The 'tell' here his frequent refrain, "believe me!"

3. The Bully's Pulpit.

Humorist Larry Wilmore joked that Trump was indeed our Roosevelt since "the only thing Trump has is fear itself."

Politico reported that a third of his first 2000 president tweets disparaged people, totaling a hard-to-believe 598 people by the end of 2018. Here he's channeling the Italian philosopher and politician who said five centuries ago, "it's better to be feared than loved."

Like Machiavelli's princes, Trump loves being feared. And since a president's bullying can do real reputational damage, this thuggish tactic often produces the desired effect of anticipatory obedience by those fearing massive retaliation. That helps explain why 52 of 53 Senate Republicans during his Impeachment trial, faced with his open-and-shut political extortion of Ukraine, concluded that what happened didn't happen.

4. Rhetorical Questions.

This is a low-grade but popular sleight-of-hand -- burying a disrupted premise in the form of a question in order to mislead listeners to a false conclusion. "What do you have to lose?", he would repeatedly ask Black audiences in the 2016 campaign (now they know). And "why would" Putin interfere in that election? (Duh.)

5. Upside-downism.

Trump repeatedly accuses others of his own misconduct in order to confuse "low education voters" (his phrase). Recall how he indignantly declared that Democrats are the real "liars" who are trying to "rig the election" while Biden's the one fomenting violence and Harris undermining science. When Nancy Pelosi said that Trump was trying to "Make America White Again," he accused her of racism because in Trumpland even talking about race is racism.

6. Figures Don't Lie but Liars Figure.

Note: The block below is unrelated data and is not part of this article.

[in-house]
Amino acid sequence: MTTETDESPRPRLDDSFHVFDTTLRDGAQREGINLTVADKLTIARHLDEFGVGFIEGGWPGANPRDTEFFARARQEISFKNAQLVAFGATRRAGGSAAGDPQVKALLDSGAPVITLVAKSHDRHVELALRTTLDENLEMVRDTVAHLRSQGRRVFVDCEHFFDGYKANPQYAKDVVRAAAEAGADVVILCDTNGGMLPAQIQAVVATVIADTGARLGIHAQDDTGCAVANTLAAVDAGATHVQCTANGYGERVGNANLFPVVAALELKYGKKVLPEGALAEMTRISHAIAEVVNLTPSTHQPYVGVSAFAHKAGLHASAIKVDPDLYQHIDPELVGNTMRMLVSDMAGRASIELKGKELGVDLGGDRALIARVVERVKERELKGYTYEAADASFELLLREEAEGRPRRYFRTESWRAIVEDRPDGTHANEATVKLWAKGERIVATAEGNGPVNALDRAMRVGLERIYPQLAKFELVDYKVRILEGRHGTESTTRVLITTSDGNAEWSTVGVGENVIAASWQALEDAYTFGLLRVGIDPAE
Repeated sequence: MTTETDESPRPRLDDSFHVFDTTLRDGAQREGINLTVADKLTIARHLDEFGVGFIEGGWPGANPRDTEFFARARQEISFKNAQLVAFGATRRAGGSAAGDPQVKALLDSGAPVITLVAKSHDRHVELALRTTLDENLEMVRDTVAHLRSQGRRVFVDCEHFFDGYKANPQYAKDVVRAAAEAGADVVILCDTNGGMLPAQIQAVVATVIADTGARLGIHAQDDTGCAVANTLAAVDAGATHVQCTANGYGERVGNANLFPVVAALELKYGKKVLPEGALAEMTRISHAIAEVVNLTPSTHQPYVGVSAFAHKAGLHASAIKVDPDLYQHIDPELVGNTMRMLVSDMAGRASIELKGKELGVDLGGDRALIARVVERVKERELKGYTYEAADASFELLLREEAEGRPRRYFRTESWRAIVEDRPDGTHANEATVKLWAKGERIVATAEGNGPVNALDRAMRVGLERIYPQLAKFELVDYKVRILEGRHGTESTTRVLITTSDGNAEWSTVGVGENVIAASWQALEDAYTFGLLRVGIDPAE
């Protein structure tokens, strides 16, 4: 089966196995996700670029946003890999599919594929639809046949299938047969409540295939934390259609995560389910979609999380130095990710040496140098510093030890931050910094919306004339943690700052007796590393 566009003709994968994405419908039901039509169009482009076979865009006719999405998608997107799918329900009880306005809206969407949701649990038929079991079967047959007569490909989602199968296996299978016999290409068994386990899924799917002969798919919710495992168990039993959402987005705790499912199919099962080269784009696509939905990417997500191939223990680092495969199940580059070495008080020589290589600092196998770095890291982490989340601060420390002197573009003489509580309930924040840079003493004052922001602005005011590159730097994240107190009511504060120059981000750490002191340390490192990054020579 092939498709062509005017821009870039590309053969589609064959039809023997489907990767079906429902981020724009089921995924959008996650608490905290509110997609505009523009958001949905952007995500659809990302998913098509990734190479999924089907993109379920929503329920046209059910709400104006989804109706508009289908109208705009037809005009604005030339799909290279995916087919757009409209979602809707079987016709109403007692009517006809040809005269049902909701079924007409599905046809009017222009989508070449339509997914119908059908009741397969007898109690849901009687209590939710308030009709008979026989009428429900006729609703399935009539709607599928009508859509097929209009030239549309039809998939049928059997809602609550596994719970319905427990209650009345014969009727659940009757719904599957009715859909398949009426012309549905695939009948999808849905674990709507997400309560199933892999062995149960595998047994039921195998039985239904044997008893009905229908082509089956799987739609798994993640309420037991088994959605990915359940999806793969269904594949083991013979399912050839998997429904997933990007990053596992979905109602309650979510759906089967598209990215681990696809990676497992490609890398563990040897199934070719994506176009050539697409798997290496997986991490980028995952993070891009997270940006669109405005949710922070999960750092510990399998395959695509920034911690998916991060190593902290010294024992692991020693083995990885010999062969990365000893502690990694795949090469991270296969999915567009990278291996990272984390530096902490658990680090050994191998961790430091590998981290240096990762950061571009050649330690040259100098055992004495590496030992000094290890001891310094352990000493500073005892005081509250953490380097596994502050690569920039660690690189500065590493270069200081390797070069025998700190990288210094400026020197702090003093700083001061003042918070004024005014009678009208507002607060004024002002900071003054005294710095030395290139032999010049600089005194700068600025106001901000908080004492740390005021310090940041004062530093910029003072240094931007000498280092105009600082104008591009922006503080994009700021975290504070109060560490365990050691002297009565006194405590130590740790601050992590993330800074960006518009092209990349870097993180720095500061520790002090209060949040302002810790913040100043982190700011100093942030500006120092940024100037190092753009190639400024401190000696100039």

Trump reverses the scientific method: facts don't lead to conclusions but rather conclusions lead to "facts", which is otherwise known as confirmation bias. This trick has a long history, from the 1920 Scopes Monkey trial and Lysenko-ism in the Soviet Union in the 1930s. Today's version of Creationism is his river of obvious lies about Covid-19, Climate, Crime and Race, as when a whistle-blower just charged that DHS ordered staff to underplay violence by white nationalists and Russian campaign interference.

In his acceptance screech this past August, for example, he bragged how his administration "had created" nine million new jobs, which sounds good until you realize that it followed three months where the economy lost 20 million jobs.

7. Rooster-Taking-Credit-for-the-Dawn.

With vanishingly few positive accomplishments, Trump will keep claiming credit for the good work of others while shunning any responsibility for his own wrongdoing.

He's said or tweeted over 350 times a version of -- 'we have the greatest economy in our history.' Which a) isn't true since his six immediate predecessors all had better jobs and GDP numbers and b) it was Obama who turned Bush's Great Recession into seven years of steady growth, which Trump has merely coasted on, albeit at a slower pace.

This trick veered into parody when he claimed that there were no passenger airline fatalities in his first year as president. True... although there had also been none for the prior seven years. He abandoned this particular boast after Boeing's 737 Max planes twice crashed because of failures by Boeing and the FAA.

8. Both-sidesism.

Whenever criticized, he and his team search for some arguably equivalent offence in history to exonerate him. Recall how he would cite Monica Lewinsky to wave off the few dozen women accusing him of sexual abuse and famously declare there were "fine people" on both sides of that Neo-Nazi march in Charlottesville.